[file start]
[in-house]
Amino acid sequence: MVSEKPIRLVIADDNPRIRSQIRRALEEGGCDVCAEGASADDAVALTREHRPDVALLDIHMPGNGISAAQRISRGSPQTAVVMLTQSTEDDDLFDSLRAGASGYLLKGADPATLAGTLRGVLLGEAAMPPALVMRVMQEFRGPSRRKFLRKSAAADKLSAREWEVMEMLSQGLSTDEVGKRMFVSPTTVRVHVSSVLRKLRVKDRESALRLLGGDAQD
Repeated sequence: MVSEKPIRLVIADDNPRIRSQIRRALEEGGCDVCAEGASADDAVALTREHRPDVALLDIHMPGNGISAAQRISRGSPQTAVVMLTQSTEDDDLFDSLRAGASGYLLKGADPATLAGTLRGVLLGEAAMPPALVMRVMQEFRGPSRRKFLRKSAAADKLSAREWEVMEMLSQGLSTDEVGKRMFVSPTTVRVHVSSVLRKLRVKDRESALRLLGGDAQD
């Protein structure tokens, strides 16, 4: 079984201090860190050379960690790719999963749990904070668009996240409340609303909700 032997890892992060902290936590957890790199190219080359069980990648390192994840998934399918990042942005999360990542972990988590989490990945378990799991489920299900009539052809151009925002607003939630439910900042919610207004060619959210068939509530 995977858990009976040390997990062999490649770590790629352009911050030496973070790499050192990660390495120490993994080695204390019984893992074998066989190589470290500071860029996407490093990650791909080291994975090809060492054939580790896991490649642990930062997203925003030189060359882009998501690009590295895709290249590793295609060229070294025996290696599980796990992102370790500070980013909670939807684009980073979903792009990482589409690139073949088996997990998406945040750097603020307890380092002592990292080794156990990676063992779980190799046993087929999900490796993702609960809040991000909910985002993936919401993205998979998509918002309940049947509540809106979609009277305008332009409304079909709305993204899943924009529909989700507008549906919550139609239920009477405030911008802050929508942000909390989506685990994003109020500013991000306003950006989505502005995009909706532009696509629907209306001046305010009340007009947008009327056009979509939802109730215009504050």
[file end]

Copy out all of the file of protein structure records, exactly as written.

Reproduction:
[in-house]
Amino acid sequence: MVSEKPIRLVIADDNPRIRSQIRRALEEGGCDVCAEGASADDAVALTREHRPDVALLDIHMPGNGISAAQRISRGSPQTAVVMLTQSTEDDDLFDSLRAGASGYLLKGADPATLAGTLRGVLLGEAAMPPALVMRVMQEFRGPSRRKFLRKSAAADKLSAREWEVMEMLSQGLSTDEVGKRMFVSPTTVRVHVSSVLRKLRVKDRESALRLLGGDAQD
Repeated sequence: MVSEKPIRLVIADDNPRIRSQIRRALEEGGCDVCAEGASADDAVALTREHRPDVALLDIHMPGNGISAAQRISRGSPQTAVVMLTQSTEDDDLFDSLRAGASGYLLKGADPATLAGTLRGVLLGEAAMPPALVMRVMQEFRGPSRRKFLRKSAAADKLSAREWEVMEMLSQGLSTDEVGKRMFVSPTTVRVHVSSVLRKLRVKDRESALRLLGGDAQD
């Protein structure tokens, strides 16, 4: 079984201090860190050379960690790719999963749990904070668009996240409340609303909700 032997890892992060902290936590957890790199190219080359069980990648390192994840998934399918990042942005999360990542972990988590989490990945378990799991489920299900009539052809151009925002607003939630439910900042919610207004060619959210068939509530 995977858990009976040390997990062999490649770590790629352009911050030496973070790499050192990660390495120490993994080695204390019984893992074998066989190589470290500071860029996407490093990650791909080291994975090809060492054939580790896991490649642990930062997203925003030189060359882009998501690009590295895709290249590793295609060229070294025996290696599980796990992102370790500070980013909670939807684009980073979903792009990482589409690139073949088996997990998406945040750097603020307890380092002592990292080794156990990676063992779980190799046993087929999900490796993702609960809040991000909910985002993936919401993205998979998509918002309940049947509540809106979609009277305008332009409304079909709305993204899943924009529909989700507008549906919550139609239920009477405030911008802050929508942000909390989506685990994003109020500013991000306003950006989505502005995009909706532009696509629907209306001046305010009340007009947008009327056009979509939802109730215009504050």